Faith No More - Sol Invictus
Released 19/05/2015


Faith No More Sol Invictus

Faith No More are an awkward bunch. Willfully obtuse and totally unpredictable, no one would have bet on them reforming after their split in 1997 let alone releasing a new album. But here we are, in 2015 with a brand new FNM album landing in our laps. Born out of boredom, according to Roddy Bottum, the band seem to have learnt how to deal with each other. They say absence makes the heart grow fonder so the thick end of nearly two decades apart must have done them good!

The creative tensions that made this band so special, but ultimately tore them apart, are still there but Mike Patton and friends have learned once again to channel them into the music rather than at each other. Opening with a trademark Roddy piano refrain, militaristic drumming and sonorous vocals, title track Sol Invictus kicks the album off in a typically untypical style... a languid, low-key beginning to the album.

The album then explodes into life with Superman, an uptempo stomper driven by the pounding rhythm section while the guitar and keyboards fight for supremacy. Patton's vocals are typically manic, a charicarisic of the entire album as the vocalist adopts different personalities for every song, changing his vocal style often. Patton veers from that wonderfully deep baritone and sleazy drawl to manic screaming, visiting many different points in between.

Sunny Side Up adds funk to the mid-paced intro before speeding up and slowing down again schizophrenically. You have to love a song that manages to get leprechauns, shamrock and Fred Astair into they lyrics and reminds us the sunny side up isn't the only way to cook an egg. Next is the claustrophobic Separation Anxiety with its insistant bass and manic, almost spoken lyrics. Four songs in, it starts to dawn on you that these songs are putting grappling hooks in your brain and they are going to be lodged there for weeks to come. Faith No More have a knack of writing supremely catchy songs. The 'Leader of men' chorus from Superman and 'Get the motherfucker on the phone' from Motherfucker will be particularly hard to dislodge and you'll find yourself humming even the faster heavier tunes.

This being Faith No More you can guarantee weirdness, which arrives in the languid form of Cone Of Shame which has more twists and turns in its sinister 4:40 than a twisty turny thing... and Mike Patton wants to skin you alive to see what makes you tick! More quirkiness appears with Rise Of The Fall. Many bands would find it hard to squeeze this much creativity into an entire album as FNM pack into this one song. There's also a "Bom, bom, bom" bit that sounds like it comes straight from Willy Wonka's Oompa Loompas.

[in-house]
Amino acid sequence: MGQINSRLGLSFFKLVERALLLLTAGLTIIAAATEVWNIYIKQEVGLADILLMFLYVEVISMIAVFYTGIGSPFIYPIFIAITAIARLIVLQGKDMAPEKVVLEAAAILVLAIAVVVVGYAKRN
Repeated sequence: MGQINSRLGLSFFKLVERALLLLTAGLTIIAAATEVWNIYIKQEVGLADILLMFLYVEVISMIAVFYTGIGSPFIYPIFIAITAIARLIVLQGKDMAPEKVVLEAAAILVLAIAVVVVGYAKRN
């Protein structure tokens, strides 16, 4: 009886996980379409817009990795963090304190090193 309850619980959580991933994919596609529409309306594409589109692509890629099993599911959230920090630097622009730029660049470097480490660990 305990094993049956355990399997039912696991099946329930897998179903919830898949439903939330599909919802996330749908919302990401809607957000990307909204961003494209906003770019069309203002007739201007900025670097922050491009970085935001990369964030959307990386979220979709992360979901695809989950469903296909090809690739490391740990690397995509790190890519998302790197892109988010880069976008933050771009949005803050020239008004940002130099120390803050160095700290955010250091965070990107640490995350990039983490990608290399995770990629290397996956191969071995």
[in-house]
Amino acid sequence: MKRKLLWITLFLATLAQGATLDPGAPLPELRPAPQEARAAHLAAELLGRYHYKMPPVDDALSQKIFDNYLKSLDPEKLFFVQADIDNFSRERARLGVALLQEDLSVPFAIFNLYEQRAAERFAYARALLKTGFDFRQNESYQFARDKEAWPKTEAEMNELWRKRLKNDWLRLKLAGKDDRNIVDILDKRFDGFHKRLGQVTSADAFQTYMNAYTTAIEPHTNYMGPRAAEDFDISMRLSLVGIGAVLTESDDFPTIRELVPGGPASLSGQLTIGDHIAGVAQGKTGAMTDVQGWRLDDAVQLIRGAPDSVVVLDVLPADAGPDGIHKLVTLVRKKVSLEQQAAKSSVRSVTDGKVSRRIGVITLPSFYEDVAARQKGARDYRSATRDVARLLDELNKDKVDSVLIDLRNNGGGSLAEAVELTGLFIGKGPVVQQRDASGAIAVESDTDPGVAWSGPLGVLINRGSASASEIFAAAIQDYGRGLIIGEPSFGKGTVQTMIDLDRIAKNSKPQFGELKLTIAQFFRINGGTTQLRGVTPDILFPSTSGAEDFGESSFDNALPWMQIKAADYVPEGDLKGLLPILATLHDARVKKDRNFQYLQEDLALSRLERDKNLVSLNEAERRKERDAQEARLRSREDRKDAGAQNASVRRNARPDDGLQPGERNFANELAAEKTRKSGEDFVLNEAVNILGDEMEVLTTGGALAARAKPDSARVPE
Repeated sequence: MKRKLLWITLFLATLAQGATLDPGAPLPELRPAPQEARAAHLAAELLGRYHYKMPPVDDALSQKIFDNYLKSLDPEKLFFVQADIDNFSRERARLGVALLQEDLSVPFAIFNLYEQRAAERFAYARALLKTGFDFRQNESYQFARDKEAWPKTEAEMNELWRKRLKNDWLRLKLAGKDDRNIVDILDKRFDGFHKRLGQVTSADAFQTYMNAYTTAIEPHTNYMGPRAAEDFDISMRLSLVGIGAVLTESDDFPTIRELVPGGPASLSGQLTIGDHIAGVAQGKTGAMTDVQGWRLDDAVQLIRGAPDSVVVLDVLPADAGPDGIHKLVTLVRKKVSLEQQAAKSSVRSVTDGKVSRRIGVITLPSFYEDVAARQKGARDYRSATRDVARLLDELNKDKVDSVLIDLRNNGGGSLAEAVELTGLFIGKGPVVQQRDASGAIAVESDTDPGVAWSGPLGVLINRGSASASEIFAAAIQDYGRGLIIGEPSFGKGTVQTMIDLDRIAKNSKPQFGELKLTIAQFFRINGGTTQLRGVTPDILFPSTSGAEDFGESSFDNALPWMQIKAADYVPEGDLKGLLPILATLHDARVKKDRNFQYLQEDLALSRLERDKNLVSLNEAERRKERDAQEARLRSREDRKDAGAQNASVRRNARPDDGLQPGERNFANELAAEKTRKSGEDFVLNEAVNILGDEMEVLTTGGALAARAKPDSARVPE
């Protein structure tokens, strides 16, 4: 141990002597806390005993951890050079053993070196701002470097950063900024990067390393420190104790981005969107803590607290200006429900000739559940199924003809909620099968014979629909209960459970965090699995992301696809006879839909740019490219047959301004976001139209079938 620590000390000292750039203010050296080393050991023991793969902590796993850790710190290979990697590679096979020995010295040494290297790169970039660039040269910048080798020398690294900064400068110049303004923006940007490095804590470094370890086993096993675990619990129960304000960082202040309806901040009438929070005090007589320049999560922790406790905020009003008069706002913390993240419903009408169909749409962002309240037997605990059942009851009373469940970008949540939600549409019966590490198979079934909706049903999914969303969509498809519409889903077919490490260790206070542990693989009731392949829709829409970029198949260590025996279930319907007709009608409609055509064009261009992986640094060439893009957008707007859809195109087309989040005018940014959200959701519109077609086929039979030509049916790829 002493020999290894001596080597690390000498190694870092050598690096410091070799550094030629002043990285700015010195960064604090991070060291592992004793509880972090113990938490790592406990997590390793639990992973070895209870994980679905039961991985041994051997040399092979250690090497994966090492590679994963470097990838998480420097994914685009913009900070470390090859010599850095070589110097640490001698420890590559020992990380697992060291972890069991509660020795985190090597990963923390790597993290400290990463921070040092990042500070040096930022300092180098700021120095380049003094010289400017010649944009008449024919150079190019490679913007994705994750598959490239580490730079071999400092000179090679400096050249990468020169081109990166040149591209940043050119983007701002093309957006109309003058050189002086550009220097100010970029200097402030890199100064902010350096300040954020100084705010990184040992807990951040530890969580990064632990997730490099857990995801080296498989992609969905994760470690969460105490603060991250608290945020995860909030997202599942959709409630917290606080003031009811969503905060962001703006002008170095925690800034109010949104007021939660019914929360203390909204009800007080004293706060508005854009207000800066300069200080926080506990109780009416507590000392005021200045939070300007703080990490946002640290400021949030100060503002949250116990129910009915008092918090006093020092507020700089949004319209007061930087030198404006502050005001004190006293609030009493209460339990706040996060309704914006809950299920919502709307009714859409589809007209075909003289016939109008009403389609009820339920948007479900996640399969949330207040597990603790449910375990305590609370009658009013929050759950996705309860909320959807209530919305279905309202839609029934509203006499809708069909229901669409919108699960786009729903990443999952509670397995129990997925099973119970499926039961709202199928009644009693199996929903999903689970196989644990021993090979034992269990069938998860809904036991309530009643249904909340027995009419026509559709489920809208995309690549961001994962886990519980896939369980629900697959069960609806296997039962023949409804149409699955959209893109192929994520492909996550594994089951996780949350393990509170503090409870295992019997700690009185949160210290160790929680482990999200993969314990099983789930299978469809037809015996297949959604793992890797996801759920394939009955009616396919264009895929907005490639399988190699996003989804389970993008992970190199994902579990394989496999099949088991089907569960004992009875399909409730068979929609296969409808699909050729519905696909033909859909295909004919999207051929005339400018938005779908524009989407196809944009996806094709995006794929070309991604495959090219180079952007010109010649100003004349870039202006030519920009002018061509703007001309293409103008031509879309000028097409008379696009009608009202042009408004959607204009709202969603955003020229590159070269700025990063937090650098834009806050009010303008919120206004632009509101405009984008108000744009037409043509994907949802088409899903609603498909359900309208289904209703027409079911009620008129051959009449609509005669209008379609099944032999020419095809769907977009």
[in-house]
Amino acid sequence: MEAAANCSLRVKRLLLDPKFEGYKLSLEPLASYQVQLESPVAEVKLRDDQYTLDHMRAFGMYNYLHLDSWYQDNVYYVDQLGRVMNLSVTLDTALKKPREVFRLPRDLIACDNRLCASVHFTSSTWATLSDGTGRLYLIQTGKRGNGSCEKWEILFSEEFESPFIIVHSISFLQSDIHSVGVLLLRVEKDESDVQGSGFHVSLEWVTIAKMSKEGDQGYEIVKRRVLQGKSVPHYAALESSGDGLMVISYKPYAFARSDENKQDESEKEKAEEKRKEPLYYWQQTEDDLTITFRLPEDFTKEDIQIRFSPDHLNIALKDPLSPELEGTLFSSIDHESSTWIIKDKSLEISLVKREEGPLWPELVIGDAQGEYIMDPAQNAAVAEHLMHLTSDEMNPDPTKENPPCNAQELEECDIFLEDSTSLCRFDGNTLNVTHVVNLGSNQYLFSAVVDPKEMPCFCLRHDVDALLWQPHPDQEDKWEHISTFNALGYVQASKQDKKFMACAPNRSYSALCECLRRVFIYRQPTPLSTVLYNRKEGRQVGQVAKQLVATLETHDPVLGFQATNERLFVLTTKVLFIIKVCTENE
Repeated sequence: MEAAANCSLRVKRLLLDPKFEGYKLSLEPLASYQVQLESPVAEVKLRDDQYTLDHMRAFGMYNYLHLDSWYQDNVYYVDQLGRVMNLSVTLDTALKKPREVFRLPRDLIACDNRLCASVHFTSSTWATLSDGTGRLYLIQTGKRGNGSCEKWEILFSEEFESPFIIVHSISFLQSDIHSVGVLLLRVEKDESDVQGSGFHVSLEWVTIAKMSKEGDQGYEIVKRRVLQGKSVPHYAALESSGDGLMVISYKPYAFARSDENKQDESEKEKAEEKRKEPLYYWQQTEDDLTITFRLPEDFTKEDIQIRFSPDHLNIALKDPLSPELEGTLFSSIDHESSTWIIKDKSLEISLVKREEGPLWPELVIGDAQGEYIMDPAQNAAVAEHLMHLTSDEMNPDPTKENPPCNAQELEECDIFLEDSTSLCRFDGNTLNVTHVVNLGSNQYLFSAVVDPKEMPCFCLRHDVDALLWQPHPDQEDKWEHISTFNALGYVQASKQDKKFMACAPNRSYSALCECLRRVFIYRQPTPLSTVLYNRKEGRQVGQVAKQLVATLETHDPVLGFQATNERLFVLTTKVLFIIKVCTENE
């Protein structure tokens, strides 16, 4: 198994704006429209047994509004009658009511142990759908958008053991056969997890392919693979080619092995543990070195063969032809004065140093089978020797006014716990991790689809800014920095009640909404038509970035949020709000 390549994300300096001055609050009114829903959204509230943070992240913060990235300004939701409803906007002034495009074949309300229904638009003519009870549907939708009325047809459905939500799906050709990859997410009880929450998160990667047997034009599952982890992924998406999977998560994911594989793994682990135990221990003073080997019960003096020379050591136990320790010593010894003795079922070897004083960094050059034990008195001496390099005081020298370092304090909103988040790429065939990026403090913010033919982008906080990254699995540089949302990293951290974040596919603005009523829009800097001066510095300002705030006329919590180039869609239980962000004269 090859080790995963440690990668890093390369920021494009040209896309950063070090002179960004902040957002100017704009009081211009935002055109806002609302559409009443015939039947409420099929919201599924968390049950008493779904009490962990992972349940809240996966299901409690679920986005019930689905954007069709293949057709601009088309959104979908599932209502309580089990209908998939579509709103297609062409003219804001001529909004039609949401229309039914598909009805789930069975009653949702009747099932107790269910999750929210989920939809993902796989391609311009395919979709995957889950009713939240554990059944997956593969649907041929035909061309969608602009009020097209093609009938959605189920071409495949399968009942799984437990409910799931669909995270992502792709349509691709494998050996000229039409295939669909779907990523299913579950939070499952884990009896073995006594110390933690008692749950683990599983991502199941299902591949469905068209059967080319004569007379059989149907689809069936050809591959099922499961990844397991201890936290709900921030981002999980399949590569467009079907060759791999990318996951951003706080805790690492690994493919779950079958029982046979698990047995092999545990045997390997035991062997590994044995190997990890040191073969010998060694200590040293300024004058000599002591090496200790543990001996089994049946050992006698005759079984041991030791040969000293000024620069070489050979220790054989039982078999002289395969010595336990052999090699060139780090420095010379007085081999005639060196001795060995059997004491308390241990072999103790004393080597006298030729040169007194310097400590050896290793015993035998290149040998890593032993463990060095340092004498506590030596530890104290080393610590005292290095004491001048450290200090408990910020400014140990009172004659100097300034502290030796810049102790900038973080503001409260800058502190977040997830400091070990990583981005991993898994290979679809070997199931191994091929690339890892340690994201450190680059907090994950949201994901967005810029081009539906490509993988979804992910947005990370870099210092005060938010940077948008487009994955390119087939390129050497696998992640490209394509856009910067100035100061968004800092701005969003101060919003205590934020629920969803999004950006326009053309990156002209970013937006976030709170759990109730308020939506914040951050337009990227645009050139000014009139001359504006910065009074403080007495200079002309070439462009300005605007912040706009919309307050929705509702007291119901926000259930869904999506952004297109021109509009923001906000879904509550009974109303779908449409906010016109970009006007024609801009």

It can range from hard to impossible to sift through Mike Patton's lyrical metaphors but there's no trouble on both Black Friday and Motherfucker which are aimed squarely at humanity's greed and need for more and more. You can clearly hear the disdain in Patton's vocals and the latter is one of the strangest songs the band have ever written, which is saying something! John Hudson really lets rip with a superb solo toward the song's climax too before the song grinds to a halt.

Everything is slowed down for the closing couplet of Matador and From The Dead. The former is the longest song on the album at just over 6 minutes, built on a wonderful keyboard refrain which combines with Patton's soaring vocals as the song builds to a thunderous end. The latter driven by acoustic guitar and some gorgeous vocal harmonies and with Patton's final lyric, "Welcome home my friend" the album is all too soon over.

It goes without saying that the musicianship throughout is excellent and you would expect nothing less from a band who have been together this long. Roddy Bottum and Jon Hudson have learnt when to give each other room and and when to combine together. Mike Bordin and Billy Gould must be one of the tightest rhythm sections around. Production has been handled by the band themselves and is superb. Despite the brevity of some of the songs they are all uniformly complex, each composition in its own peculiar way. It must have been a nightmare trying to find balance between all the instruments, the vocals and the backing harmonies but everything is crystal clear. A difficult job very well done.

Sol Invictus is short, clocking in at just over 38 minutes. It feels like the album harks back to a bygone age where bands had two short sides of vinyl to fill and made the most of it rather than having 80 minutes of cd time and feeling the need to use almost every second of it. It's quality rather than quantity that counts here and as the finsl notes fade it leaves you wanting more... always a good sign.

With the four previous albums recorded with Patton in the band, the bar has been set almost impossibly high but the writing and playing on Sol Invictus is exemplary. This isn't quite Angel Dust, a unique work of true genius, but nevertheless it's a worthy addition to the band's catalogue and certainly isn't overshadowed by its illustrious ancestors. Despite the huge gap between them this album sounds strangely like a natural progression from Album Of The Year, almost as if no time has passed between the two. At this point, woth a long tour in front of them, I doubt even the band know what will follow. If this turns out to be the last Faith No More album the band can be satisfied that they left on a high and added to their already considerable reputation.



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